All-Time Greatest Halloween Villains


What makes for a great Halloween villain?  I think it comes down to three factors:

  1. How nasty is the villain (or how high is their VQ, or Villainy Quotient)?
  2. How popular is the villain, or how deeply does it connect with the times?
  3. How well does the villain translate into a costume?


A while back I developed both a Heroism Quotient (HQ) and Villainy Quotient (VQ).  I rate pop culture villains along five factors (0-20), yielding a Villainy Quotient (VQ) with a maximum score of 100.  The factors are drawn from the thinking and research of Dr. Philip Zimbardo (of the Stanford prison experiment) and other experts on evil.  The higher the VQ, the more diabolical the villain.

A lot of villains become very popular, like Harley Quinn in 2016, and/or make for great costumes, like Cruella Da Vil, but are not particularly nasty.  Harley would not earn a high VQ because she became a hero (or at least an anti-hero) in Suicide Squad.  If PETA had anything to say about it, Cruella would be considered quite vile.  But her evil turn in the animated 101 Dalmatians (or in the live-action reboot) just doesn’t stack up to other villains on factors such as the degree of damage or track record of havoc.

Sign of the Times

The best Halloween villains capture the public’s imagination, often fleetingly.  They tap into the zeitgeist, shedding light on the anxieties of the era.  Frank Underwood of Saint of Killers earned a high VQ and would make for an awesome costume, but he’s not a hot villain right now.

Considering this factor is why I don’t think characters like Jason Voorhees, Michael Myers, Freddy Krueger, Jigsaw, etc. are great Halloween villains.  When franchises span years (or decades), what zeitgeists do they represent?



Is costumability a word?  If it were, I would want it to mean how well a character can be captured with a costume.  Costumes are integral to the Halloween experience.  So for a heavy to be considered a great Halloween villain, costumability has to be strong.

Amy Dunne had a high VQ and Gone Girl was a big hit when it premiered right before Halloween in 2014, but that character didn’t lend itself particularly well to a costume.  On the flip side, classic monsters like Dracula, Frankenstein, Wolfman, and the Mummy make for great costumes (and would earn high VQs) but the zeitgeist consideration drags them down.


The Rogues Gallery

With nastiness, popularity, and costumability in mind, here is my list of great Halloween villains, in no particular order.  Disagree?  Others come to mind?  Please share comments below!


The 2017 version of Clowns can be pretty creepy.  Murderous, demonic clowns take it to another level.

RELATED: The ‘IT’ Crowd: Why Do We Fear Clowns? A Psychologist Answers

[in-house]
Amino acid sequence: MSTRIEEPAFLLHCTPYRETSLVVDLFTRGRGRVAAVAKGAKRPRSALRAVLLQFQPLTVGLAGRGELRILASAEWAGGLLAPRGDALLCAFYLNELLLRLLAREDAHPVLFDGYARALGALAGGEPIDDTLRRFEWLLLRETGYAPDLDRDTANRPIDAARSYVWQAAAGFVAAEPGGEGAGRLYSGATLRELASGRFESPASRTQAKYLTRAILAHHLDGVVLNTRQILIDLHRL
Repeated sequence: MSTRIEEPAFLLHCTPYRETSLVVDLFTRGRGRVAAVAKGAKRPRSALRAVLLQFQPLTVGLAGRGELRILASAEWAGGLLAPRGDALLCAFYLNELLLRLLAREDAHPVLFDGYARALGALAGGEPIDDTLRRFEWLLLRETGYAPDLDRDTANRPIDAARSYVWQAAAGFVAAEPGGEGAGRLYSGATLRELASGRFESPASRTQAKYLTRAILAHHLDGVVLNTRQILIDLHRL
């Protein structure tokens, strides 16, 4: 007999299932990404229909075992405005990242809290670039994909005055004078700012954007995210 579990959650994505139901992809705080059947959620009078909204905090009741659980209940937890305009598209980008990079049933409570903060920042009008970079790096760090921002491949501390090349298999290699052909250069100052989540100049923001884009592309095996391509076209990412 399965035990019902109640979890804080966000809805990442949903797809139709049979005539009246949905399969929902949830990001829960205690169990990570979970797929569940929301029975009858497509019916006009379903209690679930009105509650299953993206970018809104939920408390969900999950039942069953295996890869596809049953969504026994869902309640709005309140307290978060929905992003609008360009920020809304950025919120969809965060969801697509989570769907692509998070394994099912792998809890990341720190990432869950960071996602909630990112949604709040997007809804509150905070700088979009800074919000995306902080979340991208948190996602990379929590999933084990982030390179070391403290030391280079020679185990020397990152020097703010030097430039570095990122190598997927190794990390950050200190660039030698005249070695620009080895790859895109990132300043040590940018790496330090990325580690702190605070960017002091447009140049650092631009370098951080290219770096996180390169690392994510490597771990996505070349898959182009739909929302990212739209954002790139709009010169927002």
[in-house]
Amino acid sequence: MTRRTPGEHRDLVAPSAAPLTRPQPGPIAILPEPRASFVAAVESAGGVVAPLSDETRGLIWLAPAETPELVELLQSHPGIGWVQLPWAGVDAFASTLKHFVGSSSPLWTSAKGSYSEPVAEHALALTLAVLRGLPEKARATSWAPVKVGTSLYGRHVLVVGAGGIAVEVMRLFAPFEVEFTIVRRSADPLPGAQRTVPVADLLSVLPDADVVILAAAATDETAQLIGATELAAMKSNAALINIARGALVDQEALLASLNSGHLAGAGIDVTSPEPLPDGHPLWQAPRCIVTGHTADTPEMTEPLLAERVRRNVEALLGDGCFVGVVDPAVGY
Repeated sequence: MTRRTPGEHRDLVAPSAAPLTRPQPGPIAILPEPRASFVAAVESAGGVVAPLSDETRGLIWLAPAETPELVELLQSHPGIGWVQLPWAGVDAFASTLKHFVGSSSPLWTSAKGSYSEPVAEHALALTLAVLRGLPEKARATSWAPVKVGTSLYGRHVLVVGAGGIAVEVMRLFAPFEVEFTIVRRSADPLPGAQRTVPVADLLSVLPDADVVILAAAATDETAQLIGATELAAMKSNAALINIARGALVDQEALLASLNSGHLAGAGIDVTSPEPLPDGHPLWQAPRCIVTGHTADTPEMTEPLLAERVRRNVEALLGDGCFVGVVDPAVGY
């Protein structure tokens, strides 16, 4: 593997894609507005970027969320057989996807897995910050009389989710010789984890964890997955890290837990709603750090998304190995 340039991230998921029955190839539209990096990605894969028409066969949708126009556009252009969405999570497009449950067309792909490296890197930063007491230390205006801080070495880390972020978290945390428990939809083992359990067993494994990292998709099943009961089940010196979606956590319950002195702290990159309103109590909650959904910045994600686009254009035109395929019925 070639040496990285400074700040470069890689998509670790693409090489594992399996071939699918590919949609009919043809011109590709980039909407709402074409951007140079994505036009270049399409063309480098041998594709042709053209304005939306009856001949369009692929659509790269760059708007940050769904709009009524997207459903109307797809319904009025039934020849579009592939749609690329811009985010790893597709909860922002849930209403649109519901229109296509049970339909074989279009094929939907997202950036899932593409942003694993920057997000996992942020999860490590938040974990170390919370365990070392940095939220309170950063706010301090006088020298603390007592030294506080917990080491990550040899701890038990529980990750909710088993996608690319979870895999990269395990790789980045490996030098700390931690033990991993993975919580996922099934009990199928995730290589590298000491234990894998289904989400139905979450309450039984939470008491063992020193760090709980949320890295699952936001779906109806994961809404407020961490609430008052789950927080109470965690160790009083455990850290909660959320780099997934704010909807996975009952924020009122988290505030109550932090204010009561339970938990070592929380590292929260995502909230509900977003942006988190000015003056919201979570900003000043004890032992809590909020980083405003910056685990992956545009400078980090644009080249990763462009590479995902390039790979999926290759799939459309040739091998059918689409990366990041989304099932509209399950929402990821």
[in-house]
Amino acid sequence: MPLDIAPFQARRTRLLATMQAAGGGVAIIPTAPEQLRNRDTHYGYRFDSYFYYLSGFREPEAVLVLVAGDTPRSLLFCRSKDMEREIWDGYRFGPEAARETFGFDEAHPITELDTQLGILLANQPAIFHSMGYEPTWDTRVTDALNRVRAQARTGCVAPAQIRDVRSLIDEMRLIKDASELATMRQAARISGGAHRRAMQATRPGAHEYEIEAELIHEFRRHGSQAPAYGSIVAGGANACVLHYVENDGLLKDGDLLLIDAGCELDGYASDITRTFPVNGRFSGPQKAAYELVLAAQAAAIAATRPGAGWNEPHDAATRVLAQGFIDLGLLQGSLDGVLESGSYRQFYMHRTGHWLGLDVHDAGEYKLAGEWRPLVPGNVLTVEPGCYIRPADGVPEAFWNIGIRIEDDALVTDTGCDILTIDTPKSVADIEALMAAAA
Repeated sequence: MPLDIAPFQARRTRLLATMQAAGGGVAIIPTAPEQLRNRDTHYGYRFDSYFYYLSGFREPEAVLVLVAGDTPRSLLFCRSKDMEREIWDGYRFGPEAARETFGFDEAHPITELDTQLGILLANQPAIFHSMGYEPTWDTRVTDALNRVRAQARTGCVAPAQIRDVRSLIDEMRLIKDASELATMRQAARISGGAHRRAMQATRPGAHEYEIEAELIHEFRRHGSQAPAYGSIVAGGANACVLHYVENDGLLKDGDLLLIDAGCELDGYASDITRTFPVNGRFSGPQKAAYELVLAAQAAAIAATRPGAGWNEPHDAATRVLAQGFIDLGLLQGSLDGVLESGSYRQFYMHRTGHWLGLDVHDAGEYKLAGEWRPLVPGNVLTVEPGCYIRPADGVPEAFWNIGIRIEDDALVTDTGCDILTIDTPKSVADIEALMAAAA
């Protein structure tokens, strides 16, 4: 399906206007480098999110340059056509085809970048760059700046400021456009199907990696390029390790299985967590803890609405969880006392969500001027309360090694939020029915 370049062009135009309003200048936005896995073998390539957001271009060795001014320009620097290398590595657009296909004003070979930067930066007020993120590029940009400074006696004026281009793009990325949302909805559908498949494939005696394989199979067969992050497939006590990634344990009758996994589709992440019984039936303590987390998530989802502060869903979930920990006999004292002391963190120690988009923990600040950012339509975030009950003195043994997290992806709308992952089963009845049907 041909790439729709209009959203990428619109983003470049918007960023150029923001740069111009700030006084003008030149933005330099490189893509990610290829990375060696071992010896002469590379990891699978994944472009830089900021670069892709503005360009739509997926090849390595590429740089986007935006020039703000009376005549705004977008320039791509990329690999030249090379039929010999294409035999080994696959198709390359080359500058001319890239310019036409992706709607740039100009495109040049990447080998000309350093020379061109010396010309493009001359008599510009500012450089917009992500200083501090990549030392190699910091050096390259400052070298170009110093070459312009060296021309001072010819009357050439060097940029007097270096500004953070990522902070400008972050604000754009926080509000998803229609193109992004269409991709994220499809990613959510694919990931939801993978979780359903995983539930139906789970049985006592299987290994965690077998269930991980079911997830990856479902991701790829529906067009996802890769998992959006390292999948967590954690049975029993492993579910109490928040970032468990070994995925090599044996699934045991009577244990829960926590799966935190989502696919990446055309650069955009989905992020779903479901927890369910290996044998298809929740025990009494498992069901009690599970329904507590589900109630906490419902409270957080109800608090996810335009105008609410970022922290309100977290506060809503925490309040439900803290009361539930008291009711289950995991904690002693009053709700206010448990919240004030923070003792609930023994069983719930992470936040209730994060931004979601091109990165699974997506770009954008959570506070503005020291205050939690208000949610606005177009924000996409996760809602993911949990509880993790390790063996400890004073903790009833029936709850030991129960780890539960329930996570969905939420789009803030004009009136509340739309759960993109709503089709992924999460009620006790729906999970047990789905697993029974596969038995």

Hannibal Lecter

Talk about one for the ages.  Anthony Hopkin’s Oscar-winning performance as Hannibal the Cannibal in 1991’s The Silence of the Lambs still lingers in our collective psyche- just try thinking of anything but Dr. Lecter when someone mentions fava beans, chianti, or the census.  That mask was elegantly simple and terrifying (straight jacket optional).

Wicked Witch of the West

This villain was wildly popular in the wake of The Wizard of Oz in 1939.  She’s never gone away, resurrected a bit every October 31st by trick-or-treaters.  The success of Wicked, and the telling of her backstory, certainly helped.

The Governor and Negan

These two heavies from The Walking Dead probably won’t hold up over time (the Governor has already faded and Negan has become annoying since his mind-blowing entrance).  Both were the subject of much water cooler talk in their heyday.  The eye patch and Lucille made the Governor and Negan easily identifiable, respectively, at costume parties.  “Eeny, meeny, miny, moe,” will have a different connotation for years.

Heath Ledger’s Joker

This legendary performance earned Ledger a posthumous Oscar for 2008’s The Dark Knight.  He was diabolical, unpredictable, and intimidating.  The Joker has always been a costumable character.  Ledger’s look was distinctive and iconic, to the point that his smell seemed to waft off the screen.

Kylo Ren and Darth Vader

I’m lumping these two together because of their familial bond.  Vader likely will have more staying power (he’s been a Halloween fixture for decades), but around the 2015 release of The Force Awakens, Vader’s grandson was a hot commodity.

RELATED: Rogue One, Star Wars, and the Psychology of Underdogs


This may seem like an out-of-left-field call.   But Stanley Kubrick’s A Clockwork Orange is an incredible, disturbing movie and Alex is one of the more deranged villains ever put on film.  Plus, his white outfit, bowler hat, and single-eye mascara elevated his costumability.  


The Ring was a big hit in 2002.  This little girl turned TV stalking demon freaked out a lot of people (including me).  Don’t watch random VHS tapes!  Her eerie look was easy to recreate with a long, dark-hard wig.   


Okay, so I’m on record as claiming that horror franchise villains (Jason, Freddy, Michael, etc.) don’t really speak to a particular era.   However, the original three Scream movies formed a trilogy that was full of suspense and post-modern flair.  They forged new ground in the slasher genre and their centerpiece?  The ubiquitous Ghostface killer(s).



Craig Pohlman is the co-author of CinemAnalysis: Learning about Psychology through Film.  If given the choice between being a villain or hero, he would probably choose hero. Probably.


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